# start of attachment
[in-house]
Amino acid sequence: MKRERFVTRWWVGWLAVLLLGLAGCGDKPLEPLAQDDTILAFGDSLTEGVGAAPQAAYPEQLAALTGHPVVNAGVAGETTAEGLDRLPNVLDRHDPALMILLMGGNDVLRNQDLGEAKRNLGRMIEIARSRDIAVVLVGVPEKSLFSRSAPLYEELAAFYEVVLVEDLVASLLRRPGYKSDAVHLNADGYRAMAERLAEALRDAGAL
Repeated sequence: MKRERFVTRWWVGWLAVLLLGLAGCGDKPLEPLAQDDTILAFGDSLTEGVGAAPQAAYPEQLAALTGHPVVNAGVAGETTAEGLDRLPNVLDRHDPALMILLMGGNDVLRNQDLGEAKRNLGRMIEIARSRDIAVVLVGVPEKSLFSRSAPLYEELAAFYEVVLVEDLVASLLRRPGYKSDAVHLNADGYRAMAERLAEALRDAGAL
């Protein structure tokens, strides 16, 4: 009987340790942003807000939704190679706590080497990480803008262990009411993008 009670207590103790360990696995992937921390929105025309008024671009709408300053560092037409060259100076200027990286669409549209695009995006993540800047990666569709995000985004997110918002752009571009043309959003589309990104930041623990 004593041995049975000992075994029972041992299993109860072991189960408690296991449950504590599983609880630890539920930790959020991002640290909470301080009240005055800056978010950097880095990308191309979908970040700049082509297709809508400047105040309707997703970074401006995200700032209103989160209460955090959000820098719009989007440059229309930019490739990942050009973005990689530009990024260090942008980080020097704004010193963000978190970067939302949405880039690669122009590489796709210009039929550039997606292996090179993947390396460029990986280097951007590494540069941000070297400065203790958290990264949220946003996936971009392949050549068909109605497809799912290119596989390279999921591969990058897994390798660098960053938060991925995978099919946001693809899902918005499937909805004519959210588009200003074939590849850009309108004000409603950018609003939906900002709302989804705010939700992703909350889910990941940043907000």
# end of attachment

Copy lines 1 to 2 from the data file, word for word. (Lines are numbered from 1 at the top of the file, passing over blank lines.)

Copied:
[in-house]
Amino acid sequence: MKRERFVTRWWVGWLAVLLLGLAGCGDKPLEPLAQDDTILAFGDSLTEGVGAAPQAAYPEQLAALTGHPVVNAGVAGETTAEGLDRLPNVLDRHDPALMILLMGGNDVLRNQDLGEAKRNLGRMIEIARSRDIAVVLVGVPEKSLFSRSAPLYEELAAFYEVVLVEDLVASLLRRPGYKSDAVHLNADGYRAMAERLAEALRDAGAL